Earlier this month, results from the Workplace Employment Relations Study highlighted a dramatic rise in zero-hours contracts for UK workers. The contracts, which have been popularised in the part-time and student workforce, have grown 11% since 2004 with a growing number of large charities and public sector organisations opting for the structure, arguing that they provide flexibility for those juggling family commitments. Can a scheme of work fundamentally lacking in stability really benefit employees, regardless of personal circumstance?

Zero-hours contracts by definition do not guarantee an employee a fixed number of working hours per week. For smaller companies whose quiet periods can often extend over a number of weeks, workers can be faced with nearly a month without income. The retail sector is a primary purveyor of this ad-hoc structure, even big-name brands like Abercrombie and Fitch and Hollister hire large swathes of employees under un-fixed contracts, suitable for the undergraduate hoping to earn a little spending money but it is having a crippling effect on those dependent on the wage.

At Maverick, we commissioned an independent survey into worker engagement levels across all sectors in the UK. Of those questioned, retail employees were some of the most disconnected in the country with 77 per cent admitting to not engaging with their company’s brand values. Employees of any kind, at any level, should be actively ‘selling’ their companies and its associated values to people in every conversation they have; with investors, customers, suppliers and even when talking about their jobs with friends. Our research found that not only were the majority of UK workers unlikely to do this, many didn’t even know what the values were in the first place.

The findings mirror the issues under close scrutiny by the wider UK business community, following the launch of the Engage for Success taskforce. In their research, the initiative revealed that, by investing just ten percent more in staff engagement, UK businesses in all sectors could add £2700 per employee per year in profits.  This could result in a staggering £49 billion growth across UK plc, equivalent 3 per cent of the country’s current GDP.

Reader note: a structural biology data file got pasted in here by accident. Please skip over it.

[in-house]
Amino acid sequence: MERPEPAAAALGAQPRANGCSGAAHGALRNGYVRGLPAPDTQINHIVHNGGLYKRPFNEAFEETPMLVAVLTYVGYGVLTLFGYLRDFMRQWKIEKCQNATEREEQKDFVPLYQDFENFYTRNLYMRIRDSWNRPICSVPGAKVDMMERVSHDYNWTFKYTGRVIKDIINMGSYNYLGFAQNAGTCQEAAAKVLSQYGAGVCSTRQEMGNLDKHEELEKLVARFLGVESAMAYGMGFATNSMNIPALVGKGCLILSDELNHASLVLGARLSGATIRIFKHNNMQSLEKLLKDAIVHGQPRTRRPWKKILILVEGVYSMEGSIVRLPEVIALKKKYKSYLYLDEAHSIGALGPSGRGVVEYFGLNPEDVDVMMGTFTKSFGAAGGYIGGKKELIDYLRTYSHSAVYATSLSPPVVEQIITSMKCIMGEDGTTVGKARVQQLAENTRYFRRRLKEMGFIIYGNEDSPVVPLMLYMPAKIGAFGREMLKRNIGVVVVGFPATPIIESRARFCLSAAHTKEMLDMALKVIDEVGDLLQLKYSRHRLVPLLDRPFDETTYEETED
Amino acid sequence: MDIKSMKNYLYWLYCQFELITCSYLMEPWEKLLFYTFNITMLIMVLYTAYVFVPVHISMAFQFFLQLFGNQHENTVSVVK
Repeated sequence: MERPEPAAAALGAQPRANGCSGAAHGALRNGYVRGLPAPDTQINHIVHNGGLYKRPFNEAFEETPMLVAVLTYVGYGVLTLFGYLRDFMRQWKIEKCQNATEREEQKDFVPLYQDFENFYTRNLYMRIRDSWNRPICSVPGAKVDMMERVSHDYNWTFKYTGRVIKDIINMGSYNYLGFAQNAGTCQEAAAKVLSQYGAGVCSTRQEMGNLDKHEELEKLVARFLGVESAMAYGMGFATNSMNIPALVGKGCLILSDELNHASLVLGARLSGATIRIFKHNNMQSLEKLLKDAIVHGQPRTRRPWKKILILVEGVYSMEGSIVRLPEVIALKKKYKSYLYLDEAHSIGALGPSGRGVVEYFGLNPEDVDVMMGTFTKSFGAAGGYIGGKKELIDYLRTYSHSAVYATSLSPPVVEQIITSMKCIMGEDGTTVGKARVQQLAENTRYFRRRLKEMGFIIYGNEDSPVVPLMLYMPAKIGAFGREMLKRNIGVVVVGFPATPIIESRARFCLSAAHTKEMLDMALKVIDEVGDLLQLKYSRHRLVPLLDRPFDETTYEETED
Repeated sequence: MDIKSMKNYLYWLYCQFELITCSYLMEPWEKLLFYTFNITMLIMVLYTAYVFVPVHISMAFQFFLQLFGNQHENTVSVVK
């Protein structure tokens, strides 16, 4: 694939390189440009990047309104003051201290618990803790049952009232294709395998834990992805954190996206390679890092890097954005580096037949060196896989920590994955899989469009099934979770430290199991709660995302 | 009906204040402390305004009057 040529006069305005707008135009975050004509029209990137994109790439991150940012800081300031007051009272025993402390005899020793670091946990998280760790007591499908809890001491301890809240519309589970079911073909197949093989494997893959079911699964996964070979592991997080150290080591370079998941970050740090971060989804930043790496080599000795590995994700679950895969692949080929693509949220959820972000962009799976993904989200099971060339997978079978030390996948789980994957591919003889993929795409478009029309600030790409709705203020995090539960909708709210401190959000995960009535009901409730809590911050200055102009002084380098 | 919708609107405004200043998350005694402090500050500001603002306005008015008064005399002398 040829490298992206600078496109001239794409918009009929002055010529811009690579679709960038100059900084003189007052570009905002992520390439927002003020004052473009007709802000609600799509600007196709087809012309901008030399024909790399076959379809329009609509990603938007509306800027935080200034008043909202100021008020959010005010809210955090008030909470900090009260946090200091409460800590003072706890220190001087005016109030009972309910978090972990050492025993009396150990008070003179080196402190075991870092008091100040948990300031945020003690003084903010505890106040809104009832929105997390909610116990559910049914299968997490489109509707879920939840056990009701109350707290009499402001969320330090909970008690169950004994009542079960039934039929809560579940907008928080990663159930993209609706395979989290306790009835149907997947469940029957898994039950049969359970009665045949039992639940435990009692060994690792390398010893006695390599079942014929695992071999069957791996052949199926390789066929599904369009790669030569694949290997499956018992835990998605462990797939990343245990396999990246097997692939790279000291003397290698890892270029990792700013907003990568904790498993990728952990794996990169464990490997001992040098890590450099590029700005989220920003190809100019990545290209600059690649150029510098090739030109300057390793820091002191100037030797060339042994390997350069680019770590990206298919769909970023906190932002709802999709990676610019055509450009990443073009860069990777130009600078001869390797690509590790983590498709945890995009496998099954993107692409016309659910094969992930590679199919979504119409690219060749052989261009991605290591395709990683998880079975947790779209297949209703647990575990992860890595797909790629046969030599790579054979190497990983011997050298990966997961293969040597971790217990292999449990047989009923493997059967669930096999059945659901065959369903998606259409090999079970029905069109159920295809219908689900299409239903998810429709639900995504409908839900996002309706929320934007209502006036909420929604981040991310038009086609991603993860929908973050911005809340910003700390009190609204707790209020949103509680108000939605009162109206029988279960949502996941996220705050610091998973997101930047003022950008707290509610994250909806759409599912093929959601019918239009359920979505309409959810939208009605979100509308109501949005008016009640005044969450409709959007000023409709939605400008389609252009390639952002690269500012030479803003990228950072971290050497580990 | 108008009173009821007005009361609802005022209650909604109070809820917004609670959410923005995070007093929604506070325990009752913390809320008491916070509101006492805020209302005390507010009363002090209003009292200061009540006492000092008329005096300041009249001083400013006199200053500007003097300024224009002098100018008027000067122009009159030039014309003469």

Add to that the fact that a quarter of employees working for companies who regularly advertise weren’t aware of their firms’ promotional messages, or what they were expected to do to support marketing campaigns at the point of sale, and it’s not difficult to see why the Budget’s failure to freeze the sharp rise on business rates has brought little comfort to UK retailers.

We cannot continue to rely on the ubiquitous ‘new starter training days’ to make engagement happen. It’s a long journey that in most cases starts at the top of the organisation and slowly filters down throughout the business. It’s worth remembering that, beyond brand values and visions, what employees seek is an environment of stimulation, recognition and support. Organisations that understand these fundamentals are the most likely to enjoy repeated and sustained success.

Director of Engagement, Maverick

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